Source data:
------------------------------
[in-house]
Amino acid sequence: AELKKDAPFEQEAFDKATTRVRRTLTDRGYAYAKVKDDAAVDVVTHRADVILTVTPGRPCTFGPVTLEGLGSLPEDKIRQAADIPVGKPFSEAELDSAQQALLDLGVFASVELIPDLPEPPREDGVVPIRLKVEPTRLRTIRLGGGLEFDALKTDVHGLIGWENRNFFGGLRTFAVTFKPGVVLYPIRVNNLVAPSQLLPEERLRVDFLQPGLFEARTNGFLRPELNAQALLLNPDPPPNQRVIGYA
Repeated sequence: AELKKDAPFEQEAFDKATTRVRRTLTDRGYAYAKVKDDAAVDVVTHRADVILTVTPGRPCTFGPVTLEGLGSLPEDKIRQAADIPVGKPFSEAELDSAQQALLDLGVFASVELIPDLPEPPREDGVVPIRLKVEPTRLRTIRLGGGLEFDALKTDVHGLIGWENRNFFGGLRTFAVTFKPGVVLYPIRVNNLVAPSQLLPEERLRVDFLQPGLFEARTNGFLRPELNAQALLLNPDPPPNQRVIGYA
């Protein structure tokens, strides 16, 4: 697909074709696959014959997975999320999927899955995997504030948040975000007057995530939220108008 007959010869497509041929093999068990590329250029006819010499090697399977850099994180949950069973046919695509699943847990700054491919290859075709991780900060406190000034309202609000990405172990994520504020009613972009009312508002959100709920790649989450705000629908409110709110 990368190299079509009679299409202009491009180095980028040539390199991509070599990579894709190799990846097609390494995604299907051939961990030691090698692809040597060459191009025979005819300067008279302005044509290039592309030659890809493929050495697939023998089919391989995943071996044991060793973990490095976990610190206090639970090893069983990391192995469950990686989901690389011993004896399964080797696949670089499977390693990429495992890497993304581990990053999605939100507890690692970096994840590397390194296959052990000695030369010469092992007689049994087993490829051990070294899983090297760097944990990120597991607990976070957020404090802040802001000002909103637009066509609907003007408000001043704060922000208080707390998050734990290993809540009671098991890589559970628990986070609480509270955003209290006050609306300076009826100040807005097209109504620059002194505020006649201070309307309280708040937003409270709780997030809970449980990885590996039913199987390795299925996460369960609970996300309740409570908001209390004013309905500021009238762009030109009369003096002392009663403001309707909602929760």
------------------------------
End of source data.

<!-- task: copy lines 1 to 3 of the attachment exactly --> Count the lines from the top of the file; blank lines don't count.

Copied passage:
[in-house]
Amino acid sequence: AELKKDAPFEQEAFDKATTRVRRTLTDRGYAYAKVKDDAAVDVVTHRADVILTVTPGRPCTFGPVTLEGLGSLPEDKIRQAADIPVGKPFSEAELDSAQQALLDLGVFASVELIPDLPEPPREDGVVPIRLKVEPTRLRTIRLGGGLEFDALKTDVHGLIGWENRNFFGGLRTFAVTFKPGVVLYPIRVNNLVAPSQLLPEERLRVDFLQPGLFEARTNGFLRPELNAQALLLNPDPPPNQRVIGYA
Repeated sequence: AELKKDAPFEQEAFDKATTRVRRTLTDRGYAYAKVKDDAAVDVVTHRADVILTVTPGRPCTFGPVTLEGLGSLPEDKIRQAADIPVGKPFSEAELDSAQQALLDLGVFASVELIPDLPEPPREDGVVPIRLKVEPTRLRTIRLGGGLEFDALKTDVHGLIGWENRNFFGGLRTFAVTFKPGVVLYPIRVNNLVAPSQLLPEERLRVDFLQPGLFEARTNGFLRPELNAQALLLNPDPPPNQRVIGYA